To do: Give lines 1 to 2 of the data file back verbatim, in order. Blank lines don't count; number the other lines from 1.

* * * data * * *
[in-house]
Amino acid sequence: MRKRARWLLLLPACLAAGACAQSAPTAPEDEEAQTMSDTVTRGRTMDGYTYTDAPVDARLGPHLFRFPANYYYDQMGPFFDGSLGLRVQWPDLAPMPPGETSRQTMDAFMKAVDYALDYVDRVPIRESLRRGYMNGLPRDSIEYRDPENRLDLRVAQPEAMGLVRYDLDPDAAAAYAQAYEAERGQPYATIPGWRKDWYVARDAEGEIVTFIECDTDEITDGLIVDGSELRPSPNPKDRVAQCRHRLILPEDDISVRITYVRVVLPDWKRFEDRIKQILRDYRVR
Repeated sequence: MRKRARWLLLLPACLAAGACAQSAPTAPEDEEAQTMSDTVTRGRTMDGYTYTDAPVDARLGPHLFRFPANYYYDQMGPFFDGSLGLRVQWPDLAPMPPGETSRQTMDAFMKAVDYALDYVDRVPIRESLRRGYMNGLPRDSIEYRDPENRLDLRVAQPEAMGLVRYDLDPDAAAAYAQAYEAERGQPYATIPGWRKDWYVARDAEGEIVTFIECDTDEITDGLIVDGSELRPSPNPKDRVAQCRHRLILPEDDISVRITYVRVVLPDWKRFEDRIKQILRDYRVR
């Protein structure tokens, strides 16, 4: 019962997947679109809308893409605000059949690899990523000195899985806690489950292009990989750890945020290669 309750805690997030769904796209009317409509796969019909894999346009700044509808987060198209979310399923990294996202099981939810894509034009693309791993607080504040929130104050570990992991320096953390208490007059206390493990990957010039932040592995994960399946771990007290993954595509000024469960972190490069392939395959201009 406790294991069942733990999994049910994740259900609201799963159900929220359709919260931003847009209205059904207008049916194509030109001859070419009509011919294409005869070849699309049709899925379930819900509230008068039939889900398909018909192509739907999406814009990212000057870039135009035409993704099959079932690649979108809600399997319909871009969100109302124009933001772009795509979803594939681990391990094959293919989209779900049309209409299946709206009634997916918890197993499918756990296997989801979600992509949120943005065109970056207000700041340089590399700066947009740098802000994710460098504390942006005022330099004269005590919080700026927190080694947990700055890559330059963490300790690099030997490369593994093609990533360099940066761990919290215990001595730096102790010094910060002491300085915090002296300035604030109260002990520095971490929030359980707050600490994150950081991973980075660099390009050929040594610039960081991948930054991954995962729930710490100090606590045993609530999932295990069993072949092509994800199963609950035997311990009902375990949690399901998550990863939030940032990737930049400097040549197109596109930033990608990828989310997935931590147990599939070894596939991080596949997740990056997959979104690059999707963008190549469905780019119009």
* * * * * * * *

[in-house]
Amino acid sequence: MRKRARWLLLLPACLAAGACAQSAPTAPEDEEAQTMSDTVTRGRTMDGYTYTDAPVDARLGPHLFRFPANYYYDQMGPFFDGSLGLRVQWPDLAPMPPGETSRQTMDAFMKAVDYALDYVDRVPIRESLRRGYMNGLPRDSIEYRDPENRLDLRVAQPEAMGLVRYDLDPDAAAAYAQAYEAERGQPYATIPGWRKDWYVARDAEGEIVTFIECDTDEITDGLIVDGSELRPSPNPKDRVAQCRHRLILPEDDISVRITYVRVVLPDWKRFEDRIKQILRDYRVR